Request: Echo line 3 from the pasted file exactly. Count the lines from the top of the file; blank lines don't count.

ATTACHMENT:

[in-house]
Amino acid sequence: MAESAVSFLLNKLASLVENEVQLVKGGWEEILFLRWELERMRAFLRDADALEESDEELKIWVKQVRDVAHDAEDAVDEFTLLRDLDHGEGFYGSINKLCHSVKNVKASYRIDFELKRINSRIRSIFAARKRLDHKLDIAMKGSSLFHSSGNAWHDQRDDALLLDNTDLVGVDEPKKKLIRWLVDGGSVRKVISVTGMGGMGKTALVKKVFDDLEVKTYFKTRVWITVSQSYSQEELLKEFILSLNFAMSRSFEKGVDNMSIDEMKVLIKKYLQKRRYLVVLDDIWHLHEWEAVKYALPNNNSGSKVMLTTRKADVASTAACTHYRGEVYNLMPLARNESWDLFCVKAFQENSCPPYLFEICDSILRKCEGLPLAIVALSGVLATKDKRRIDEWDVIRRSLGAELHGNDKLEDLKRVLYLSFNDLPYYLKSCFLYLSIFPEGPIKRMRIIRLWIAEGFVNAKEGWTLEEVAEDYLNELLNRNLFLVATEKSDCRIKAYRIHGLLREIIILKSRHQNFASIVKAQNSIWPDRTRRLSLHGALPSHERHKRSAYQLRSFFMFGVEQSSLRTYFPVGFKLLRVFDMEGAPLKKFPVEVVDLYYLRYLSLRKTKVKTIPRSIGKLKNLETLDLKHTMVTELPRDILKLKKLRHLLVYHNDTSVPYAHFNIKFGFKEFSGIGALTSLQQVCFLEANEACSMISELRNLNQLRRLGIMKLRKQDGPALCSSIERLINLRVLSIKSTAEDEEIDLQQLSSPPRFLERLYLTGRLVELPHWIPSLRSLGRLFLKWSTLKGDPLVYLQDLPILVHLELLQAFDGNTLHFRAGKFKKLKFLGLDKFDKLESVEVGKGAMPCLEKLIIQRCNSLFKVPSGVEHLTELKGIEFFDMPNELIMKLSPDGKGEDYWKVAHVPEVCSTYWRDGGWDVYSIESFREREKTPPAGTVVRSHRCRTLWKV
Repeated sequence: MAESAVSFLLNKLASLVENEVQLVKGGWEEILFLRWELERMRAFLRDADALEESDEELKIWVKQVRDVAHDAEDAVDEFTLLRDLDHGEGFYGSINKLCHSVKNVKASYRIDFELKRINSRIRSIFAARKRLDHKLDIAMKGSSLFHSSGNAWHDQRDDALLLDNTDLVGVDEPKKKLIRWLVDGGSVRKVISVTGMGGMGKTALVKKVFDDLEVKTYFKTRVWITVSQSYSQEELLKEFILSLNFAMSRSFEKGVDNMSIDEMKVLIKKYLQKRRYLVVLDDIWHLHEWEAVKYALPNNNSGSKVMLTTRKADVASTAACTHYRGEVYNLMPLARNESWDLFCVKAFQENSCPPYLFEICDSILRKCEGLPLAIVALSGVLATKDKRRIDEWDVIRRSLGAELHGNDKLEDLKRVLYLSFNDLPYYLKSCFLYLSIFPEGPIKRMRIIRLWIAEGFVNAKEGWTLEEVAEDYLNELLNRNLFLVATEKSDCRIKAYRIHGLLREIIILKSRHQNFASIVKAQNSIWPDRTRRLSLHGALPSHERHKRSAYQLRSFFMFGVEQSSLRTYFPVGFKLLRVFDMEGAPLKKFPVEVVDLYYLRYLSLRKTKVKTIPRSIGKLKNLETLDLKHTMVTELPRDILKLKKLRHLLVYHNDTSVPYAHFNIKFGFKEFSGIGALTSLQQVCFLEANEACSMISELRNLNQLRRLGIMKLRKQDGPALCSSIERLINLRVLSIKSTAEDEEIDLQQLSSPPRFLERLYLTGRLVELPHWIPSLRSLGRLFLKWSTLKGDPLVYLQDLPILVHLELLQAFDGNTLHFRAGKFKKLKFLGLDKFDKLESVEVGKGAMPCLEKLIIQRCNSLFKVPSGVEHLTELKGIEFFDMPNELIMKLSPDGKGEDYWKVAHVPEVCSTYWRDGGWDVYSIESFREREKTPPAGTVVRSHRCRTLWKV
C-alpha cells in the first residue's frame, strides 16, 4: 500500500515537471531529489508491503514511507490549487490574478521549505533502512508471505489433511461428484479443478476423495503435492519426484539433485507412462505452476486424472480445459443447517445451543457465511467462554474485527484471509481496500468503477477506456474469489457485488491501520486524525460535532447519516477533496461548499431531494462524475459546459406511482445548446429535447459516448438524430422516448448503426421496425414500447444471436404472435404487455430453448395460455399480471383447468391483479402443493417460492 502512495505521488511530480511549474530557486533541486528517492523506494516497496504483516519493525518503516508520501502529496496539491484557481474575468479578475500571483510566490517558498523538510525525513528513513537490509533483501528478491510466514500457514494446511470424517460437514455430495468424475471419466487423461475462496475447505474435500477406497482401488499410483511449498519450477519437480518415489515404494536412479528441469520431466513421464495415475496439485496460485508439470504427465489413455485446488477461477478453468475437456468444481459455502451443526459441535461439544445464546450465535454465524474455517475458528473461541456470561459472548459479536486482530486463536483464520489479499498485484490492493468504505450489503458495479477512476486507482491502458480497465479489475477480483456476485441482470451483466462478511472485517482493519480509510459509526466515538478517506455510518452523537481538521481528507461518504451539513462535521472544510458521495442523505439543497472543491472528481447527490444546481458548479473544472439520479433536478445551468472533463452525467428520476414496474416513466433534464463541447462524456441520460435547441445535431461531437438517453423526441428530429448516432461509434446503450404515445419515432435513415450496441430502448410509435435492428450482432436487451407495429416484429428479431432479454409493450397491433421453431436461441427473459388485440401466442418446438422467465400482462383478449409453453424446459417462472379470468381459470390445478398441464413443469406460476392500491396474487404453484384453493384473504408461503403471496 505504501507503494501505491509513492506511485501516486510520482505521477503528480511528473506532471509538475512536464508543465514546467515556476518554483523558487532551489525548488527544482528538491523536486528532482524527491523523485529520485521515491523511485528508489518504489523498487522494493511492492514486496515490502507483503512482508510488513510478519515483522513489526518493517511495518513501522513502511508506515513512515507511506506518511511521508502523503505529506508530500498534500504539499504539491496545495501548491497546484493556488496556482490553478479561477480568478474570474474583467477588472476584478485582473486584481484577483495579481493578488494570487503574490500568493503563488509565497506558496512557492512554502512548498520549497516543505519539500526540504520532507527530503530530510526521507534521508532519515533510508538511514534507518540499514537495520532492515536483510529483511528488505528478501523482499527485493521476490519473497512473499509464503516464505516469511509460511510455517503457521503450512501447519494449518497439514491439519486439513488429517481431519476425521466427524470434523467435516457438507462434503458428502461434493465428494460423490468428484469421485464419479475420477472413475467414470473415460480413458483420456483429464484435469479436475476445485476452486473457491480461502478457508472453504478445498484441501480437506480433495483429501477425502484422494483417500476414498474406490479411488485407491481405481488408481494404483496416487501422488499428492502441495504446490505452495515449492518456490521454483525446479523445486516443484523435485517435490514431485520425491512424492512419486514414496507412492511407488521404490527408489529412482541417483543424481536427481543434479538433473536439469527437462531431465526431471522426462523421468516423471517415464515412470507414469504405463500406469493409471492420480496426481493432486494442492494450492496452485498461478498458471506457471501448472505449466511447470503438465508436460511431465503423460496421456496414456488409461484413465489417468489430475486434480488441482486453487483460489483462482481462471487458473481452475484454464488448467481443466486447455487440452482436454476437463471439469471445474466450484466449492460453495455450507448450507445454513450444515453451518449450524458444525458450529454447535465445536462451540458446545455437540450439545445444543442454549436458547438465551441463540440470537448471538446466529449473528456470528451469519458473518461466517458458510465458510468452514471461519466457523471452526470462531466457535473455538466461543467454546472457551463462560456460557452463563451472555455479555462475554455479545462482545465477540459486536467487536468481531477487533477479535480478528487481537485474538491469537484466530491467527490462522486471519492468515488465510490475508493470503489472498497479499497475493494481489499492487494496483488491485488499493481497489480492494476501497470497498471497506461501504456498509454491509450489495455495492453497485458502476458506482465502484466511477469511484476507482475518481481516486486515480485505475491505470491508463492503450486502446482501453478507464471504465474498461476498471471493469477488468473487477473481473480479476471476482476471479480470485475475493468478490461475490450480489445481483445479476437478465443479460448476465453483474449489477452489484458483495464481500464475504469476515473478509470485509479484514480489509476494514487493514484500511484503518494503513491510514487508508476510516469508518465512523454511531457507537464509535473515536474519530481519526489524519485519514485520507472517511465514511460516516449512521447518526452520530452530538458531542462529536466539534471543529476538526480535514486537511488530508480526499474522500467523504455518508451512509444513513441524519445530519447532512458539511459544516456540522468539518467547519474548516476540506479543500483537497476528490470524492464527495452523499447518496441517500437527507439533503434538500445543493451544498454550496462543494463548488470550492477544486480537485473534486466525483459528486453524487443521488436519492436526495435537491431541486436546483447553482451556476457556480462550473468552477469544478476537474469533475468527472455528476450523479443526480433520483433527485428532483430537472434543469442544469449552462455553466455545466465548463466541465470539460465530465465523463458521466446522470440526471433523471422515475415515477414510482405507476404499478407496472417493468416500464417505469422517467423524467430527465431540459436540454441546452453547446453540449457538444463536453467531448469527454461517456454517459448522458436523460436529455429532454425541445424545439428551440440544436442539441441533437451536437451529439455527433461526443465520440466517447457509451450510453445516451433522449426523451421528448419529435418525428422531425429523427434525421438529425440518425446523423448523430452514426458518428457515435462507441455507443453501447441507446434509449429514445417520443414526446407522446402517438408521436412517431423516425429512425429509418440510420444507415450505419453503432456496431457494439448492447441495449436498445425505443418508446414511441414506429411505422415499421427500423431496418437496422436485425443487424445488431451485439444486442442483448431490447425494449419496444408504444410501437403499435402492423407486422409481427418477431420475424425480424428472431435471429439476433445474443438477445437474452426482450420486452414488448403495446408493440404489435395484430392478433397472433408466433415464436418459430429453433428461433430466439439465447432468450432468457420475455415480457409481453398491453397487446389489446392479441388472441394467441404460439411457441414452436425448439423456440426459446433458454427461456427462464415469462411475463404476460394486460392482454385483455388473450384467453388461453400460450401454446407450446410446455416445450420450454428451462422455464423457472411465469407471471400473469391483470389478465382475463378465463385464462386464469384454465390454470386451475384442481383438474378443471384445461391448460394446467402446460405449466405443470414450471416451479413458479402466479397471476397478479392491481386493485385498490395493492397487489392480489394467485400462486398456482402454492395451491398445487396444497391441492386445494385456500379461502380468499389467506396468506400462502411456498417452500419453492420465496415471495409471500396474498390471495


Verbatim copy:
Repeated sequence: MAESAVSFLLNKLASLVENEVQLVKGGWEEILFLRWELERMRAFLRDADALEESDEELKIWVKQVRDVAHDAEDAVDEFTLLRDLDHGEGFYGSINKLCHSVKNVKASYRIDFELKRINSRIRSIFAARKRLDHKLDIAMKGSSLFHSSGNAWHDQRDDALLLDNTDLVGVDEPKKKLIRWLVDGGSVRKVISVTGMGGMGKTALVKKVFDDLEVKTYFKTRVWITVSQSYSQEELLKEFILSLNFAMSRSFEKGVDNMSIDEMKVLIKKYLQKRRYLVVLDDIWHLHEWEAVKYALPNNNSGSKVMLTTRKADVASTAACTHYRGEVYNLMPLARNESWDLFCVKAFQENSCPPYLFEICDSILRKCEGLPLAIVALSGVLATKDKRRIDEWDVIRRSLGAELHGNDKLEDLKRVLYLSFNDLPYYLKSCFLYLSIFPEGPIKRMRIIRLWIAEGFVNAKEGWTLEEVAEDYLNELLNRNLFLVATEKSDCRIKAYRIHGLLREIIILKSRHQNFASIVKAQNSIWPDRTRRLSLHGALPSHERHKRSAYQLRSFFMFGVEQSSLRTYFPVGFKLLRVFDMEGAPLKKFPVEVVDLYYLRYLSLRKTKVKTIPRSIGKLKNLETLDLKHTMVTELPRDILKLKKLRHLLVYHNDTSVPYAHFNIKFGFKEFSGIGALTSLQQVCFLEANEACSMISELRNLNQLRRLGIMKLRKQDGPALCSSIERLINLRVLSIKSTAEDEEIDLQQLSSPPRFLERLYLTGRLVELPHWIPSLRSLGRLFLKWSTLKGDPLVYLQDLPILVHLELLQAFDGNTLHFRAGKFKKLKFLGLDKFDKLESVEVGKGAMPCLEKLIIQRCNSLFKVPSGVEHLTELKGIEFFDMPNELIMKLSPDGKGEDYWKVAHVPEVCSTYWRDGGWDVYSIESFREREKTPPAGTVVRSHRCRTLWKV